Ed Ruscha Curates at Kunsthistorisches Museum, Vienna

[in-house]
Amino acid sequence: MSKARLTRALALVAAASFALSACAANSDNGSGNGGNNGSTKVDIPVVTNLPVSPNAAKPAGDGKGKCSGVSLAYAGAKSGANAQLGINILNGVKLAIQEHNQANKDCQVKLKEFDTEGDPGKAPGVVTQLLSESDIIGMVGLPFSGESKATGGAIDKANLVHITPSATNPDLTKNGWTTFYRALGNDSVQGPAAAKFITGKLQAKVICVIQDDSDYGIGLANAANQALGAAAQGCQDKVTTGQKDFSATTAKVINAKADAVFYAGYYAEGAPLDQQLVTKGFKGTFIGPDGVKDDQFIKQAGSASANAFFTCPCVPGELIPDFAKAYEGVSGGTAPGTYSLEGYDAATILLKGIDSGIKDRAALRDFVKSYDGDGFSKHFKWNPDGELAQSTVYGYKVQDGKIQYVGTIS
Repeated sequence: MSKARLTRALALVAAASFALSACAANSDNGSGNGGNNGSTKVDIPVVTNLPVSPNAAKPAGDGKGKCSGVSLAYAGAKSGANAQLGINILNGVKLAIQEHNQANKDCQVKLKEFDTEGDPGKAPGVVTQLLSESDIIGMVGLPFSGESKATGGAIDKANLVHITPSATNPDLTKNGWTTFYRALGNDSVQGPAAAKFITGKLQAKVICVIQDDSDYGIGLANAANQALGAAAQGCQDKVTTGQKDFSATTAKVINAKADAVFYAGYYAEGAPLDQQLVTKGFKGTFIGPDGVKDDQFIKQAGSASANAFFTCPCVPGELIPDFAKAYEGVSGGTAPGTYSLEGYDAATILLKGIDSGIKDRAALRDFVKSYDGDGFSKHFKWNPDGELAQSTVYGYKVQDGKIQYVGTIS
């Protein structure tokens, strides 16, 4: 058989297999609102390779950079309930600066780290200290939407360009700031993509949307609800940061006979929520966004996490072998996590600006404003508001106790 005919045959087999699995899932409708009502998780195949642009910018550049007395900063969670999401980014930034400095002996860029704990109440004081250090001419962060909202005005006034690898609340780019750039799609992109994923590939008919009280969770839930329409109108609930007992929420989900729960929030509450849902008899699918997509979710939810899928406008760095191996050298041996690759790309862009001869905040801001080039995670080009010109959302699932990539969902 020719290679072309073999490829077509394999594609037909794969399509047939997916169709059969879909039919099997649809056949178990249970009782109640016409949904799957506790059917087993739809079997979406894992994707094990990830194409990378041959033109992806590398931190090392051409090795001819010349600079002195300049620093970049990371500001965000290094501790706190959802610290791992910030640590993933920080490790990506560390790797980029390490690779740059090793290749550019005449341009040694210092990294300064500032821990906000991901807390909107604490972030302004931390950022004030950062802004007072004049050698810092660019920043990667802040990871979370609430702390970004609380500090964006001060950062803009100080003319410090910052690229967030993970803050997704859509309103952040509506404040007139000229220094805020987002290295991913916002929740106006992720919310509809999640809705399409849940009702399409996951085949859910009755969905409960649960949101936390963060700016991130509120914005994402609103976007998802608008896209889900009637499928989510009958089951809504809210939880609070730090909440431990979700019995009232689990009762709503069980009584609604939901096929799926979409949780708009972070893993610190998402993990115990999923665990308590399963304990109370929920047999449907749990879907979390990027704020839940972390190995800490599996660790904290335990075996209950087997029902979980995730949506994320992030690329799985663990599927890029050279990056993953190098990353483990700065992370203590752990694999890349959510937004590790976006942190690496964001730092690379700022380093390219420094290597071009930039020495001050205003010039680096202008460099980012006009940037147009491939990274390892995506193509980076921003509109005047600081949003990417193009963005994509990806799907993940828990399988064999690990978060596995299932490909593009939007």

Ed Ruscha is one of my favourite artists. His clinical yet seductive photographs of the Sunset Strip, swimming pools, gas stations and parking lots have helped shape my mental image of LA and his droll text-based paintings drip laconic cool. I’m always interested to know what work artists I admire admire themselves and recently an exhibition at the Kunsthistorisches Museum in Vienna opened which allows us some insight into works Ruscha finds interesting from their holdings. The Ancients Stole All Our Great Ideas is the first exhibition in a series inviting internationally renowned artists to curate from the museum’s collection. Visiting the museum 4 times in 18 months to rummage through everything, even their storage rooms, Ruscha chose 35 works from the hundreds of thousands in their collection to install focusing on two Brueghels – The Fight between Carnival and Lent, 1560, and Children’s Games, 1560, works he describes as “the anchor”. To this, he has added Arcimboldo’s Summer, 1563, a painting of a face constructed from a bounty of fruits and vegetables as well as a book of 16th-century calligraphic templates. He also borrowed from the Natural History Museum including a stuffed coyote (“I wanted something from my native land”), crystal balls which served the lofty purpose of cooling the hands of 17th-century aristocrats, and a piece of a meteorite found in Arizona in the 19th century. The joy of having someone like Ruscha curate is that he is not bound by chronology or tradition – he has created atypical placements and juxtapositions, revealing the way context can completely change the way you view a work.
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